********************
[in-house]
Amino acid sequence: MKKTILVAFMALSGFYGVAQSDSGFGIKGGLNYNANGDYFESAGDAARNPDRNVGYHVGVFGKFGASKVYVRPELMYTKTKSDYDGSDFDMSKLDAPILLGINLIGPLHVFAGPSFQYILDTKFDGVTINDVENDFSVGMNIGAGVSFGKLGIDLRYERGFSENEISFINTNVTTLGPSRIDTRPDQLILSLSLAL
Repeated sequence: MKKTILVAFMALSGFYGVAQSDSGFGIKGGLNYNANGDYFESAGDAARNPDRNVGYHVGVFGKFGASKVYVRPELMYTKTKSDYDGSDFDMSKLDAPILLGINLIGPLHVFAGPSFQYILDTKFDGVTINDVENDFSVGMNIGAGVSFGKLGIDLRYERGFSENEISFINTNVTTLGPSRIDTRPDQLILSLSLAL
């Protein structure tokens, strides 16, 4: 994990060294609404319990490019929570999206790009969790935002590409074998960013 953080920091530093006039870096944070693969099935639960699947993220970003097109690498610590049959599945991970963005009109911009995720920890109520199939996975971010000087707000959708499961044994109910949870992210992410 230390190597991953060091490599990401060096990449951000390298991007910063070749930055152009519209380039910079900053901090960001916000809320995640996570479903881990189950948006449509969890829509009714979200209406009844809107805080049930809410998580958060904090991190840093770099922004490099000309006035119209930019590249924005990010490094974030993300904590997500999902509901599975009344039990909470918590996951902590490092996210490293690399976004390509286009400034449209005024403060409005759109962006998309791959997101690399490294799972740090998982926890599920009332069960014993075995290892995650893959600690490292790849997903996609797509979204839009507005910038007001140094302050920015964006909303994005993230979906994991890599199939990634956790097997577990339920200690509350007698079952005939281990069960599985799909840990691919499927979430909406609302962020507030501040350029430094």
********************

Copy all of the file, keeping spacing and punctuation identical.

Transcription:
[in-house]
Amino acid sequence: MKKTILVAFMALSGFYGVAQSDSGFGIKGGLNYNANGDYFESAGDAARNPDRNVGYHVGVFGKFGASKVYVRPELMYTKTKSDYDGSDFDMSKLDAPILLGINLIGPLHVFAGPSFQYILDTKFDGVTINDVENDFSVGMNIGAGVSFGKLGIDLRYERGFSENEISFINTNVTTLGPSRIDTRPDQLILSLSLAL
Repeated sequence: MKKTILVAFMALSGFYGVAQSDSGFGIKGGLNYNANGDYFESAGDAARNPDRNVGYHVGVFGKFGASKVYVRPELMYTKTKSDYDGSDFDMSKLDAPILLGINLIGPLHVFAGPSFQYILDTKFDGVTINDVENDFSVGMNIGAGVSFGKLGIDLRYERGFSENEISFINTNVTTLGPSRIDTRPDQLILSLSLAL
């Protein structure tokens, strides 16, 4: 994990060294609404319990490019929570999206790009969790935002590409074998960013 953080920091530093006039870096944070693969099935639960699947993220970003097109690498610590049959599945991970963005009109911009995720920890109520199939996975971010000087707000959708499961044994109910949870992210992410 230390190597991953060091490599990401060096990449951000390298991007910063070749930055152009519209380039910079900053901090960001916000809320995640996570479903881990189950948006449509969890829509009714979200209406009844809107805080049930809410998580958060904090991190840093770099922004490099000309006035119209930019590249924005990010490094974030993300904590997500999902509901599975009344039990909470918590996951902590490092996210490293690399976004390509286009400034449209005024403060409005759109962006998309791959997101690399490294799972740090998982926890599920009332069960014993075995290892995650893959600690490292790849997903996609797509979204839009507005910038007001140094302050920015964006909303994005993230979906994991890599199939990634956790097997577990339920200690509350007698079952005939281990069960599985799909840990691919499927979430909406609302962020507030501040350029430094």